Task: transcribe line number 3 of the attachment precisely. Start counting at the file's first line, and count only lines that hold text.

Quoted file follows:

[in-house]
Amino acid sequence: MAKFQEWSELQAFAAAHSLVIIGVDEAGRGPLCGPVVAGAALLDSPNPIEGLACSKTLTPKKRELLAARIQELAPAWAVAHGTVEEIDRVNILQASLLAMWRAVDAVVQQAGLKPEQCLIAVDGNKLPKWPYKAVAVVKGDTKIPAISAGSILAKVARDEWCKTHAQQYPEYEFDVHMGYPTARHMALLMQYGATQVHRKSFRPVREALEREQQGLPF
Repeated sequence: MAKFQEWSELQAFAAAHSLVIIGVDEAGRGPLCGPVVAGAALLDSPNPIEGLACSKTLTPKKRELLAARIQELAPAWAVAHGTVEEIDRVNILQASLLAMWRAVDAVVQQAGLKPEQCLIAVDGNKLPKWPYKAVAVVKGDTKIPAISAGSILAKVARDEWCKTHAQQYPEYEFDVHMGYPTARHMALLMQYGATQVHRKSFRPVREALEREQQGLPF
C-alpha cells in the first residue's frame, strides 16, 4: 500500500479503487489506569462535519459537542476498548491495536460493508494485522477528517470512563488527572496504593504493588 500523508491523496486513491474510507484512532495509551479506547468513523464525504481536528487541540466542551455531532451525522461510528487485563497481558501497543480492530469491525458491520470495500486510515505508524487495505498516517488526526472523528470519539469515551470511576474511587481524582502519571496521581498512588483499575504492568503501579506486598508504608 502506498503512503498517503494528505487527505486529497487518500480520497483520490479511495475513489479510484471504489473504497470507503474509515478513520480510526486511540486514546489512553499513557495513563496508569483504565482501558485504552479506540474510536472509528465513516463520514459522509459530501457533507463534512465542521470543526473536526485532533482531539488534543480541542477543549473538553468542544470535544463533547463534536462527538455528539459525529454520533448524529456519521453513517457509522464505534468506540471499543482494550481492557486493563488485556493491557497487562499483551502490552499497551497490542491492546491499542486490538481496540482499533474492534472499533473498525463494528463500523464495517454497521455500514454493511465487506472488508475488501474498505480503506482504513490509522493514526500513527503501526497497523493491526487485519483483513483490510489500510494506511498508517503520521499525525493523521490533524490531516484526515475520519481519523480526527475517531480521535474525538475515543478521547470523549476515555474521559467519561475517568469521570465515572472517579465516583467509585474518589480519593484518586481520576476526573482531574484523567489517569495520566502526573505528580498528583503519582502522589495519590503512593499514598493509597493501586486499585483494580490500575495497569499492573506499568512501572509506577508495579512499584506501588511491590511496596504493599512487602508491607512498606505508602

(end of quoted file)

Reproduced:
Repeated sequence: MAKFQEWSELQAFAAAHSLVIIGVDEAGRGPLCGPVVAGAALLDSPNPIEGLACSKTLTPKKRELLAARIQELAPAWAVAHGTVEEIDRVNILQASLLAMWRAVDAVVQQAGLKPEQCLIAVDGNKLPKWPYKAVAVVKGDTKIPAISAGSILAKVARDEWCKTHAQQYPEYEFDVHMGYPTARHMALLMQYGATQVHRKSFRPVREALEREQQGLPF